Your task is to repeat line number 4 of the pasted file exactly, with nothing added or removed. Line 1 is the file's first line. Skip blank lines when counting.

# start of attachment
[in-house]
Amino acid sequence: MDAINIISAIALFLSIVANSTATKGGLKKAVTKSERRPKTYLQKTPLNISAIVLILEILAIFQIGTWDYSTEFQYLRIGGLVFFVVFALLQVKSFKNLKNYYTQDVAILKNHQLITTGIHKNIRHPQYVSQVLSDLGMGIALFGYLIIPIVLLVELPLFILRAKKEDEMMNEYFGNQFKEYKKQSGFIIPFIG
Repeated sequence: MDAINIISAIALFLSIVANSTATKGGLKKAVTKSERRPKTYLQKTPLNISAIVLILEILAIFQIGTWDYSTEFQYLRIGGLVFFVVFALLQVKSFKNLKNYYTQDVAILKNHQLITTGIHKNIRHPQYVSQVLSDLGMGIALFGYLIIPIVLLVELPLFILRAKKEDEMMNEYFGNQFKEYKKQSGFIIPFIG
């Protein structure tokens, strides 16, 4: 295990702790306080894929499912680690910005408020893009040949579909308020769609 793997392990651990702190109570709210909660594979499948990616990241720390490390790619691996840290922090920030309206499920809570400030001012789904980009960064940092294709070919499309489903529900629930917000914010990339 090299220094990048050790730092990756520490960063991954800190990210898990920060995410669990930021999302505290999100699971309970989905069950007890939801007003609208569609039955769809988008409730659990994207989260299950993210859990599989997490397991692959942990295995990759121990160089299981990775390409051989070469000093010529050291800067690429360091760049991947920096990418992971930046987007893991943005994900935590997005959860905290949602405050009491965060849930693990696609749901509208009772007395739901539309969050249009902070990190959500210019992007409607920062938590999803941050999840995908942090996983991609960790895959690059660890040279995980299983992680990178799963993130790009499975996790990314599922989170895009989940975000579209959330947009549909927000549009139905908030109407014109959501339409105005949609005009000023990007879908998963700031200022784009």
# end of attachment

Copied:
């Protein structure tokens, strides 16, 4: 295990702790306080894929499912680690910005408020893009040949579909308020769609 793997392990651990702190109570709210909660594979499948990616990241720390490390790619691996840290922090920030309206499920809570400030001012789904980009960064940092294709070919499309489903529900629930917000914010990339 090299220094990048050790730092990756520490960063991954800190990210898990920060995410669990930021999302505290999100699971309970989905069950007890939801007003609208569609039955769809988008409730659990994207989260299950993210859990599989997490397991692959942990295995990759121990160089299981990775390409051989070469000093010529050291800067690429360091760049991947920096990418992971930046987007893991943005994900935590997005959860905290949602405050009491965060849930693990696609749901509208009772007395739901539309969050249009902070990190959500210019992007409607920062938590999803941050999840995908942090996983991609960790895959690059660890040279995980299983992680990178799963993130790009499975996790990314599922989170895009989940975000579209959330947009549909927000549009139905908030109407014109959501339409105005949609005009000023990007879908998963700031200022784009």